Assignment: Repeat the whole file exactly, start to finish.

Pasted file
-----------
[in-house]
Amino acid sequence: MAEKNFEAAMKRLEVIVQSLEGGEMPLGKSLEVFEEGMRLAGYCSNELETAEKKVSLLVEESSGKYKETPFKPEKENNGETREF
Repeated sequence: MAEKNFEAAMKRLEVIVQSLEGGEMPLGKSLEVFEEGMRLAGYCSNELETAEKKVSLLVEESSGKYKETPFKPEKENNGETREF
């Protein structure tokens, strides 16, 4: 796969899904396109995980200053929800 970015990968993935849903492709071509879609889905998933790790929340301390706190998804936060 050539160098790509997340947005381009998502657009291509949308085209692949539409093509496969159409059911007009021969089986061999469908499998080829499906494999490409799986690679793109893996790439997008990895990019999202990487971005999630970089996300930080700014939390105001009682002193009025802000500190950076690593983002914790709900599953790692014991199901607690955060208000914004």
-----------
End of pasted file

[in-house]
Amino acid sequence: MAEKNFEAAMKRLEVIVQSLEGGEMPLGKSLEVFEEGMRLAGYCSNELETAEKKVSLLVEESSGKYKETPFKPEKENNGETREF
Repeated sequence: MAEKNFEAAMKRLEVIVQSLEGGEMPLGKSLEVFEEGMRLAGYCSNELETAEKKVSLLVEESSGKYKETPFKPEKENNGETREF
């Protein structure tokens, strides 16, 4: 796969899904396109995980200053929800 970015990968993935849903492709071509879609889905998933790790929340301390706190998804936060 050539160098790509997340947005381009998502657009291509949308085209692949539409093509496969159409059911007009021969089986061999469908499998080829499906494999490409799986690679793109893996790439997008990895990019999202990487971005999630970089996300930080700014939390105001009682002193009025802000500190950076690593983002914790709900599953790692014991199901607690955060208000914004």